“I think the timing of 45 years since we started and 60 years of television this year, if it was ever going to come back, be it for 1 or 2 specials or a run, then now would be a time to do it. While we’re all still alive and kicking it would be good to do it.

“Most places I go people start talking about their relationship with Hey Hey, and how strong it was. People say ‘We love Hey Hey, when’s it coming back? We grew up with it!’

“People always have a fond memory of it, it isn’t something that had darkness about it. Having been in their lounge rooms for so long, it’s now time to get on the wall with the big screens!

“From a cost point of view it’s not cheap, to get the whole thing happening again.

“For the time being we’re hoping You’re Back in the Room will work well.”

You’re Back in the Room premieres 7pm Sunday on Nine.


  1. David, I think you need to be ready to add this to one of those lists about the worst bombs on Aussie TV. This is scraping the bottom of the ugly barrel and Somers really should know better than this.

  2. Think it might be the money more than his instinct that brought him back.
    Please let’s remember Hey Hey for the show it was and not for what they hope it will be if resurrected.

    • yep, someone needs to put a stake through the heart of HHIS to make sure it never rises from the dead again, i can’t understand why people want to keep resurrecting it rather than remember it fondly like other bygone shows.

  3. Seriously, can’t we just leave Hey Hey in the past? If it’s a show that people fondly remember growing up with, why tarnish it’s reputation?

    Secondly, I really liked Nine’s idea of going for shorter run content when it was first announced. It’s just a shame that they’ve spent all of that money output money on trashy “observational” programming, rather than quality local and international dramas. Q2 looks destined to follow the dismal failure of Q1.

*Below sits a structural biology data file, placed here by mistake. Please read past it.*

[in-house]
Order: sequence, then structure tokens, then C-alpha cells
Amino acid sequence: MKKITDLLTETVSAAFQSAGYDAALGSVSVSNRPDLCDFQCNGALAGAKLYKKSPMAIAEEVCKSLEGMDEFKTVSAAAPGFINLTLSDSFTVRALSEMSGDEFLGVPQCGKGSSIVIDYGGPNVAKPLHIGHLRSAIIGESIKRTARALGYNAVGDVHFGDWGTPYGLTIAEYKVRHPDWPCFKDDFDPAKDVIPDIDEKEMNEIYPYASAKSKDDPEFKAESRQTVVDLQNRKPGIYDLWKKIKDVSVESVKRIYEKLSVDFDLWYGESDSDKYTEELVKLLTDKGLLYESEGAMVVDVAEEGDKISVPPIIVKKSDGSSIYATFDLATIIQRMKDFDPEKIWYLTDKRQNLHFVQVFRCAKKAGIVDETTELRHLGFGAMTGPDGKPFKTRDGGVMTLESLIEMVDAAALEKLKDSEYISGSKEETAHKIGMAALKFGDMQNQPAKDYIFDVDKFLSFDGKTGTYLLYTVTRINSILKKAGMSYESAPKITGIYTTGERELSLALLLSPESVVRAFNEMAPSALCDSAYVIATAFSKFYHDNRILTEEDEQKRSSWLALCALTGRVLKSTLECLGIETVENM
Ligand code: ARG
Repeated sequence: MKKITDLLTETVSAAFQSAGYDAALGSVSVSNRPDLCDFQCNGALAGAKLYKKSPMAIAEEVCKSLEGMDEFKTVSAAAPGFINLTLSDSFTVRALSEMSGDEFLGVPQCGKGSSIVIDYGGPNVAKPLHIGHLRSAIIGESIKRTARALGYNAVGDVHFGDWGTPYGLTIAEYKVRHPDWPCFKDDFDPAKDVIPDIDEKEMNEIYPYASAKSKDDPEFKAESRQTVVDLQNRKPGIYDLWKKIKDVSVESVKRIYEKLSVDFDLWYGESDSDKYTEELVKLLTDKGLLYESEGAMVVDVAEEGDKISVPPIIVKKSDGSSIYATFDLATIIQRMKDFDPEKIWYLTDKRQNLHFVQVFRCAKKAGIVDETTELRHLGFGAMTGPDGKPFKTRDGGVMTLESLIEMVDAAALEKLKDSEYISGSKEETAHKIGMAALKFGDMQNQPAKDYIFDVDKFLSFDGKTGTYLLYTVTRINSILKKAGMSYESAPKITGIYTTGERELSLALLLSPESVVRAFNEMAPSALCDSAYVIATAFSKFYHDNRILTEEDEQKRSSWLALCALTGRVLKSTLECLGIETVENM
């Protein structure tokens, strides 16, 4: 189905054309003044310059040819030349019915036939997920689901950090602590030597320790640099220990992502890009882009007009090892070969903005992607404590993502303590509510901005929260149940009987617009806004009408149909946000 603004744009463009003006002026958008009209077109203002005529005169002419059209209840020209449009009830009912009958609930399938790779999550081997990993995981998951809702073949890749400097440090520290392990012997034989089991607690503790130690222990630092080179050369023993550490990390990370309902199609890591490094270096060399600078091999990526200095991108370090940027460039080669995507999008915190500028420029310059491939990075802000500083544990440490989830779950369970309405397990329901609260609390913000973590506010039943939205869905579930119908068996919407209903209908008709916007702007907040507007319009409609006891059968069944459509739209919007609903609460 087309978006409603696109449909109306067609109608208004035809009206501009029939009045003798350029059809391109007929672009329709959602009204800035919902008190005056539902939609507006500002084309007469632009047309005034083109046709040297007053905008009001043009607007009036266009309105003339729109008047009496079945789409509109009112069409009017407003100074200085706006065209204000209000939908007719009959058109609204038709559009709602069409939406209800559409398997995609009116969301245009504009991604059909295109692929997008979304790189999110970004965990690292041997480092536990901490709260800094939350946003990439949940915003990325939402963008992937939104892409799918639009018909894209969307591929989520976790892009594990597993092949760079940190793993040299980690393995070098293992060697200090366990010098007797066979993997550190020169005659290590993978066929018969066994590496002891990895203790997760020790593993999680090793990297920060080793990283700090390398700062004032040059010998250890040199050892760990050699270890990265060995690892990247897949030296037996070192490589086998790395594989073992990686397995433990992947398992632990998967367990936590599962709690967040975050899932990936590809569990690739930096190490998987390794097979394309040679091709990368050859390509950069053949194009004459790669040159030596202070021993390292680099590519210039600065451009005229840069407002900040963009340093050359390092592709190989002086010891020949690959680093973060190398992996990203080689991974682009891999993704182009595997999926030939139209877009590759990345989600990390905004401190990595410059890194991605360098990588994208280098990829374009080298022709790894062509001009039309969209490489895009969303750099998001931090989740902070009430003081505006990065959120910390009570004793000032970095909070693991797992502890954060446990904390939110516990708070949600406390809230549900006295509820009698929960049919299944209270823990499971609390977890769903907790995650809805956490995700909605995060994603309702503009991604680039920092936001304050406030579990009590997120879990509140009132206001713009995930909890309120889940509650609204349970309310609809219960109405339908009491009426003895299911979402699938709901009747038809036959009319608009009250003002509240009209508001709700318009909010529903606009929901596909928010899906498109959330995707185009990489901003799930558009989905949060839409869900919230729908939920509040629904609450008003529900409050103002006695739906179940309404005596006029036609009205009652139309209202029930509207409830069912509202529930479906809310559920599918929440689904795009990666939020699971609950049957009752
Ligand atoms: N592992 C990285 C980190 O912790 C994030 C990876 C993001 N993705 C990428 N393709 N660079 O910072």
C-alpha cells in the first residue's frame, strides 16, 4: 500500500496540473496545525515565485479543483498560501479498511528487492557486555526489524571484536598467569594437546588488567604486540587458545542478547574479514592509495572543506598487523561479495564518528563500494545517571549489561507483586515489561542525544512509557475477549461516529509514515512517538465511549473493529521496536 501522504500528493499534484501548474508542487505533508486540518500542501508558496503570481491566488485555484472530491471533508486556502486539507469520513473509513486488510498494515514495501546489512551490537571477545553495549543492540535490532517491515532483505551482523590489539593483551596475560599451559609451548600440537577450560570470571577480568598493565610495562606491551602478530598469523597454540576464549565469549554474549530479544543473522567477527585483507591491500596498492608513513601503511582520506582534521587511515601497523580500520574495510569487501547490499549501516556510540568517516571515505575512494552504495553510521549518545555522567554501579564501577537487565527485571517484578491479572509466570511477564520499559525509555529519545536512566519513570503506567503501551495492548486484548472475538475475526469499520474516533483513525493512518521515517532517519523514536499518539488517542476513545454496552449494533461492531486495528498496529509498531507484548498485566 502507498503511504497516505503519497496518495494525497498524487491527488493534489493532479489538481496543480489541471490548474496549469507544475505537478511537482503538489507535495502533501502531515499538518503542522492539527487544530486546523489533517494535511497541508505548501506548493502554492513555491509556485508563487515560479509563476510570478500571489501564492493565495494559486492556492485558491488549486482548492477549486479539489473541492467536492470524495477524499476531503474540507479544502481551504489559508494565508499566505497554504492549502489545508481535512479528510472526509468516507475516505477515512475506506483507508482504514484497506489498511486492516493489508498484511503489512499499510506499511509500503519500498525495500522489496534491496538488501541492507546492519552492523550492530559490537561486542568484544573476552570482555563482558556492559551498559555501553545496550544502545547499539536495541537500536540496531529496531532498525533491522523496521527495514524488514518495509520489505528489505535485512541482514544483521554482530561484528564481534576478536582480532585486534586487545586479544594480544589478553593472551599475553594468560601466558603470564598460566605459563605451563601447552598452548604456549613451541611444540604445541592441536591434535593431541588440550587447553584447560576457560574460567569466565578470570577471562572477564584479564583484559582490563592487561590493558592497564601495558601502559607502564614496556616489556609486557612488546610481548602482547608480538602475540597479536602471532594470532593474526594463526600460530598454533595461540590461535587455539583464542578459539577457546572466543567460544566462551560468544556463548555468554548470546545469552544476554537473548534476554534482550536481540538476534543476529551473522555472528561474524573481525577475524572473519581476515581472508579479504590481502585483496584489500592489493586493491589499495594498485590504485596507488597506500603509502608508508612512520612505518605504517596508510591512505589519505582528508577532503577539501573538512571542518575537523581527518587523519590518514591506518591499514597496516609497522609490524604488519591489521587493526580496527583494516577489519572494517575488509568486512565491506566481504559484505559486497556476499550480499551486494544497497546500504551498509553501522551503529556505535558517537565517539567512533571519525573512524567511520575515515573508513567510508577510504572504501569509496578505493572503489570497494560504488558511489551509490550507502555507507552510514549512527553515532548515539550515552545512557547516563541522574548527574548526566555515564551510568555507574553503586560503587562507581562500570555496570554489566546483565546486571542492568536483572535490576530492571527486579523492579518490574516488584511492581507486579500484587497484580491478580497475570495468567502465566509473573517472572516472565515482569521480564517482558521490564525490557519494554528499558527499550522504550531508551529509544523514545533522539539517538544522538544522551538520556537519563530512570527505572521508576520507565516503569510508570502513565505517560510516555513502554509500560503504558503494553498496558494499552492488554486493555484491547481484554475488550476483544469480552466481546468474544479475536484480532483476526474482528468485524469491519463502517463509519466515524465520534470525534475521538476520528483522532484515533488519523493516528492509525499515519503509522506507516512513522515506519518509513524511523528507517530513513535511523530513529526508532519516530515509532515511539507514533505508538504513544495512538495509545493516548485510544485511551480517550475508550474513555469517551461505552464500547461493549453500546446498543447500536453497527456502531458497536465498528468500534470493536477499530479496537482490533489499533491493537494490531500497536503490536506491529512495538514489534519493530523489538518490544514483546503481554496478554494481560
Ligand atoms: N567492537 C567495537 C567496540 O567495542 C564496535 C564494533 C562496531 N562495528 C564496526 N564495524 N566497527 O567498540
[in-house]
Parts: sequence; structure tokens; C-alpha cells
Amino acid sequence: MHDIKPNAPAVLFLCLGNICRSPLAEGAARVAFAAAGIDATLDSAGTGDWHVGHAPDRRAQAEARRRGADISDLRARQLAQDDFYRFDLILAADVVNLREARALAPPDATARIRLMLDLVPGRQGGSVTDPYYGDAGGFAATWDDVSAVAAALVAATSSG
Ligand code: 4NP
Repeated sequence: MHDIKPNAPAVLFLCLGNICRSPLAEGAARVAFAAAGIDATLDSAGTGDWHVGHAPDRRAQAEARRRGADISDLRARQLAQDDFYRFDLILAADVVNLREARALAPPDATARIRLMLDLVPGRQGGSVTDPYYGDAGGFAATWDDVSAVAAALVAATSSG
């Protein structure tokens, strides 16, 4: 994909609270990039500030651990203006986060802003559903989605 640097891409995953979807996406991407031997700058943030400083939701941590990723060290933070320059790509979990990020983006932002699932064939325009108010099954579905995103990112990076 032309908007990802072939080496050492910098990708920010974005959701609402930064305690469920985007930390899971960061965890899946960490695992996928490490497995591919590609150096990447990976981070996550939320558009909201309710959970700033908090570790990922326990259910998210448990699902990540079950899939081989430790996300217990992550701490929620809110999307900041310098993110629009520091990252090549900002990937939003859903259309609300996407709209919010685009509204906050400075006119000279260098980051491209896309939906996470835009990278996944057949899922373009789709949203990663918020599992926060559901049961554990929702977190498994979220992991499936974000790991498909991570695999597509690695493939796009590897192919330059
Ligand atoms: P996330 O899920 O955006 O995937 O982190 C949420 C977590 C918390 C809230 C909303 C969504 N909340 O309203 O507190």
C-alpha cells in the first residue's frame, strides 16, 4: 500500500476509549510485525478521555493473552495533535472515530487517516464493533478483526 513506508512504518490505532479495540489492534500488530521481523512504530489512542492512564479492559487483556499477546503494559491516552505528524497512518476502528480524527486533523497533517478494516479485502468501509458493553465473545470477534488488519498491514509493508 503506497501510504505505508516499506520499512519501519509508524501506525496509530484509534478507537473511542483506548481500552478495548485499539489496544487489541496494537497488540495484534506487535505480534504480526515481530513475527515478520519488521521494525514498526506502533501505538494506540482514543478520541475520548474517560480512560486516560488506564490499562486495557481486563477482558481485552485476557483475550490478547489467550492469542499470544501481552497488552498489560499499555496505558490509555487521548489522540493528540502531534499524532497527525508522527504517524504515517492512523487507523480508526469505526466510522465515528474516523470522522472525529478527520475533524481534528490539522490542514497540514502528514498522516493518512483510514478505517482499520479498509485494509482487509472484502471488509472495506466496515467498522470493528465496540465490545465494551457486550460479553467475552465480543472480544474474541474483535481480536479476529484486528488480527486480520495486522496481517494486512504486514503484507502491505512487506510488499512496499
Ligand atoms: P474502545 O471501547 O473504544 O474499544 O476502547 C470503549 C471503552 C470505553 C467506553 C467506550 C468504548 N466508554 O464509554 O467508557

4. a lot of armchair critics on this website bring down new shows all the time… nothing new there… you can almost predict the 7 loyalists and the 9 loyalists depending on what the subject matter is. To declare i worked for an affiliate of 9 for a long time and Ten for a short while… who knows if this will work… but theatres and clubs always seem to fill a room when the hypnotist comes to town.. whether this comes over to TV… who knows… ill be streaming something on Netflix… and MKR will murder it

    • There’s also good feedback for Aussie content: see recent stories on Wentworth, Gogglebox, Masterchef, Janet King. But audiences always react to a promo / trailer whether it is a movie or TV, whether local or international. Numbers were strong in the UK, which is why Nine picked it up, but it’s never a guarantee for our market.

  5. My prediction is the show will rate well in it’s first week, then sharply decline and be cancelled or “rested” by week 4. It looks so bad…can’t believe a show like this is on channel 9. Who is running that place?

      • Yes, I think many will tune in out of idle curiosity to see just how bad it could possibly be and then switch over, never to return.
        I know I will be.
        All those “tweeters” out there will be falling over themselves, trying to outdo each other with “humorously” unkind observations of proceedings…

        • ColonelKickhead

          Not likely, we’ll all be far too busy falling over ourselves, trying to outdo each other with ‘humorously’ unkind observations of proceedings on My Kitchen Rules.

  6. Most of my family members have told me they would not watch this sort of show. Mainly due to the degrading to those contestants but several said they would it as Daryl Somers is the host. I fear the show may be another flop for Nine.

  7. Gut instinct…yep there is such thing as gut instinct turning out to be very wrong….yet another show on nine that I won’t be watching.

  8. If this is anything like the UK version the critics will hate it and the Twitterati mock it, but people will actually watch it – I think it was the most watched new entertainment show in the UK last year.

    It’s silly, but as Daryl said it does have really laugh out loud moments. Having said that though not sure how long it can survive on that – the series has just returned for it’s second season in the UK and doesn’t seem as funny as first time around.